Nevertheless, dryers burn and explode. Every year 400-500 explosions occur in grain processing facilities worldwide. The most frequent accidents occur in equipment: elevators, dryers, crushers, conveyors and fans (about 50%).
The main source of explosion hazard in storage and processing facilities is combustible dust. Its explosiveness depends directly on the type of plant material and the presence of fine combustible impurities in it.
A primary explosion occurs, from which the shock wave propagates the flame and dust-air mixture further. This is followed by a secondary explosion, or even a much more destructive series of explosions.
The storage and processing facilities for plant materials are classified as hazardous industrial facilities (HIFs).
Sources of explosion initiation
In Europe, Russia and Ukraine, the EN 1127-1-2014 standard is in force. It lists 13 active ignition sources which, in contact with a combustible dust/air mixture, can initiate an explosion.
In dryers, ignition may be caused by:
- electrical sparks, e.g. caused by friction between the dirty fan blades and the cover;
- static electricity;
- overheated coolant or surfaces;
- spontaneous combustion of grain;
- sparks from burning fuel;
- sparks during engine start-up;
- sparks from a cigarette when personnel do not follow the safety instructions.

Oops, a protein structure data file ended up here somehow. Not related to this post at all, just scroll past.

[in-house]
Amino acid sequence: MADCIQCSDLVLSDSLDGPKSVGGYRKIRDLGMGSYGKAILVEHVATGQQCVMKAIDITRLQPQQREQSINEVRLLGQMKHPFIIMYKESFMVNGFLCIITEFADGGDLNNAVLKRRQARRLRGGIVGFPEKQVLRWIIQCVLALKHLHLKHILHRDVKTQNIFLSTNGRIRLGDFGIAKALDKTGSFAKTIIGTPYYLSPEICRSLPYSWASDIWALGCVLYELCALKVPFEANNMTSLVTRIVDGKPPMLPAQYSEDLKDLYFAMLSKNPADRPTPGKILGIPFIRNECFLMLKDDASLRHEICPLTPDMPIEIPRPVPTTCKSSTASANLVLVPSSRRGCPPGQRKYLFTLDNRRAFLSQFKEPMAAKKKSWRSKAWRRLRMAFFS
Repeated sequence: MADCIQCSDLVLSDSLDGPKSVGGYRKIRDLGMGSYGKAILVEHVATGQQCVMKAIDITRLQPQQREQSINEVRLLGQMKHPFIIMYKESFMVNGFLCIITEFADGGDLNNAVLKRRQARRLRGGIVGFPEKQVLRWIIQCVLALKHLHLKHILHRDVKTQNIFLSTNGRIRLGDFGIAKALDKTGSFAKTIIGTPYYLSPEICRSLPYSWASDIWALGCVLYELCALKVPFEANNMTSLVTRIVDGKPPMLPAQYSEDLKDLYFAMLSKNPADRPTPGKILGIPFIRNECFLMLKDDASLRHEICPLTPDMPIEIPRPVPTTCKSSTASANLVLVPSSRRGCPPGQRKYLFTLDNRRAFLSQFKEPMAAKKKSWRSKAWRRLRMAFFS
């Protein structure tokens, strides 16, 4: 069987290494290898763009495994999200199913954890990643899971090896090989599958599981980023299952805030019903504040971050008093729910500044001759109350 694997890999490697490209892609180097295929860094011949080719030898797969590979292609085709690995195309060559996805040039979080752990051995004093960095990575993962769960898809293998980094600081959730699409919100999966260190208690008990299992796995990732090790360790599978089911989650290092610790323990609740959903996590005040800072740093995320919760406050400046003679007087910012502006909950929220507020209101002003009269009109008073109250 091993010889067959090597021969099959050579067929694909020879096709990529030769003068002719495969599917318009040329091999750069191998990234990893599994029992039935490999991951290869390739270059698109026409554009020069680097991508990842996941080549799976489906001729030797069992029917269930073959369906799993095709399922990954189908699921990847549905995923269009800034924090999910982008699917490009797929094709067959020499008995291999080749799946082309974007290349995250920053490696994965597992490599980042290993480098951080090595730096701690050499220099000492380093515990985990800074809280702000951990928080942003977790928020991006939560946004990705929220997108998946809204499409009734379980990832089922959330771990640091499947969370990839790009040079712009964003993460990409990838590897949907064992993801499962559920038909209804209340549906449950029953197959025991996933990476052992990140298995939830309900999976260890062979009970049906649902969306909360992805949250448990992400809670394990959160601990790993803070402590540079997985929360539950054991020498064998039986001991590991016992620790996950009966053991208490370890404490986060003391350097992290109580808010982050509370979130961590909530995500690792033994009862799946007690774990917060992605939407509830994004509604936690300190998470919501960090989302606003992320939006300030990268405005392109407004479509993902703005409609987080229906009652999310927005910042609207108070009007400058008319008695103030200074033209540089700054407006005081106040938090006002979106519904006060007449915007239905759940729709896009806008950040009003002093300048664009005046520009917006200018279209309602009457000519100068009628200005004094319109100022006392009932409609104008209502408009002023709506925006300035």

Very often fires and explosions occur due to worn equipment, "human error" and failure to enclose hazardous areas.
Explosion and fire hazards in dryers are virtually unrelated to their design if the equipment is operated correctly and timely maintenance is carried out. It is the drying process in which combustible dust meets the source of initiation that poses the risk.
Safety standards for the owner of a HIF
The minimum explosion protection requirements for hazardous areas, including grain dryers, are laid down in Directive 99/92/EC. This defines an "explosive environment" as a mixture of air under atmospheric conditions with flammable substances in the form of gases, vapours, mists or dusts in which, after ignition, combustion spreads to the entire unburned mixture.
The owner of a HIF must:
- carry out a risk assessment taking into account the probability of occurrence of explosive atmospheres;
- classify and mark hazardous areas with combustible dusts;
- install explosion protection devices on equipment.
The general requirements of Directive 99/92/EC are specified in national legislation.
We will carry out a risk analysis to select a suitable explosion protection option. We will take combustible dusts for laboratory tests under "controlled explosion" conditions to determine their explosion hazard parameters:
- Low Explosion Level / LEL
- Maximum rate of explosion pressure rise / (dp/dt)max
- explosion class / Kst
- Minimum explosion temperature / MIT
- Minimum ignition temperature / GT
- Minimum explosion energy / MIE
- Oxygen concentration limit / LOC
Knowing these parameters and the location of the dryer, we will design an explosion protection system and select suitable equipment.